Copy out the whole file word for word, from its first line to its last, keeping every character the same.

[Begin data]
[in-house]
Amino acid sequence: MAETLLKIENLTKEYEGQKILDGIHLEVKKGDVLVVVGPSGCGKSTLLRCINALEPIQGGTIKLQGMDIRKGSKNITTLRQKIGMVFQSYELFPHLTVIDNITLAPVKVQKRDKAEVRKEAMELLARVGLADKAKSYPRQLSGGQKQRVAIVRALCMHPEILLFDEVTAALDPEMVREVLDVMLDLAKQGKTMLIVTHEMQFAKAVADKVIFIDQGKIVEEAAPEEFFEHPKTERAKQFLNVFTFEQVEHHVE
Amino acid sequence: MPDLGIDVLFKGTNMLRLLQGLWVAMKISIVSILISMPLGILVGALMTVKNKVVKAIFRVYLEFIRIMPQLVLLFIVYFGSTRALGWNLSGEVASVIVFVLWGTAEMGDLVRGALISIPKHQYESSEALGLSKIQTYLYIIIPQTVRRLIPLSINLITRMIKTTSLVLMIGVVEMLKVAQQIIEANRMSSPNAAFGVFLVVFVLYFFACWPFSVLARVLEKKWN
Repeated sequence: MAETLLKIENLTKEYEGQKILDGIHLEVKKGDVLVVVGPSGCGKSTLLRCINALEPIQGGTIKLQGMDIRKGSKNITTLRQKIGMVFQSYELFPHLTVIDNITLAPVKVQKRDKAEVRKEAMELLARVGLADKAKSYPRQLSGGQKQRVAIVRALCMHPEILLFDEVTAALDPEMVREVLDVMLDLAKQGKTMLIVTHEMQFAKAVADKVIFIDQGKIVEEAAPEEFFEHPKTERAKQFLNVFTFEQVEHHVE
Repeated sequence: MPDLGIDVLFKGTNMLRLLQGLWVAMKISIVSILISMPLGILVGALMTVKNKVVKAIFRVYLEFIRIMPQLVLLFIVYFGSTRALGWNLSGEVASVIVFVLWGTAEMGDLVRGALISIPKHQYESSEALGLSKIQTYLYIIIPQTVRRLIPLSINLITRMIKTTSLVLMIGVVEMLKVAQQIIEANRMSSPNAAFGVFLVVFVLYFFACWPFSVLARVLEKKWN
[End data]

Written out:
[in-house]
Amino acid sequence: MAETLLKIENLTKEYEGQKILDGIHLEVKKGDVLVVVGPSGCGKSTLLRCINALEPIQGGTIKLQGMDIRKGSKNITTLRQKIGMVFQSYELFPHLTVIDNITLAPVKVQKRDKAEVRKEAMELLARVGLADKAKSYPRQLSGGQKQRVAIVRALCMHPEILLFDEVTAALDPEMVREVLDVMLDLAKQGKTMLIVTHEMQFAKAVADKVIFIDQGKIVEEAAPEEFFEHPKTERAKQFLNVFTFEQVEHHVE
Amino acid sequence: MPDLGIDVLFKGTNMLRLLQGLWVAMKISIVSILISMPLGILVGALMTVKNKVVKAIFRVYLEFIRIMPQLVLLFIVYFGSTRALGWNLSGEVASVIVFVLWGTAEMGDLVRGALISIPKHQYESSEALGLSKIQTYLYIIIPQTVRRLIPLSINLITRMIKTTSLVLMIGVVEMLKVAQQIIEANRMSSPNAAFGVFLVVFVLYFFACWPFSVLARVLEKKWN
Repeated sequence: MAETLLKIENLTKEYEGQKILDGIHLEVKKGDVLVVVGPSGCGKSTLLRCINALEPIQGGTIKLQGMDIRKGSKNITTLRQKIGMVFQSYELFPHLTVIDNITLAPVKVQKRDKAEVRKEAMELLARVGLADKAKSYPRQLSGGQKQRVAIVRALCMHPEILLFDEVTAALDPEMVREVLDVMLDLAKQGKTMLIVTHEMQFAKAVADKVIFIDQGKIVEEAAPEEFFEHPKTERAKQFLNVFTFEQVEHHVE
Repeated sequence: MPDLGIDVLFKGTNMLRLLQGLWVAMKISIVSILISMPLGILVGALMTVKNKVVKAIFRVYLEFIRIMPQLVLLFIVYFGSTRALGWNLSGEVASVIVFVLWGTAEMGDLVRGALISIPKHQYESSEALGLSKIQTYLYIIIPQTVRRLIPLSINLITRMIKTTSLVLMIGVVEMLKVAQQIIEANRMSSPNAAFGVFLVVFVLYFFACWPFSVLARVLEKKWN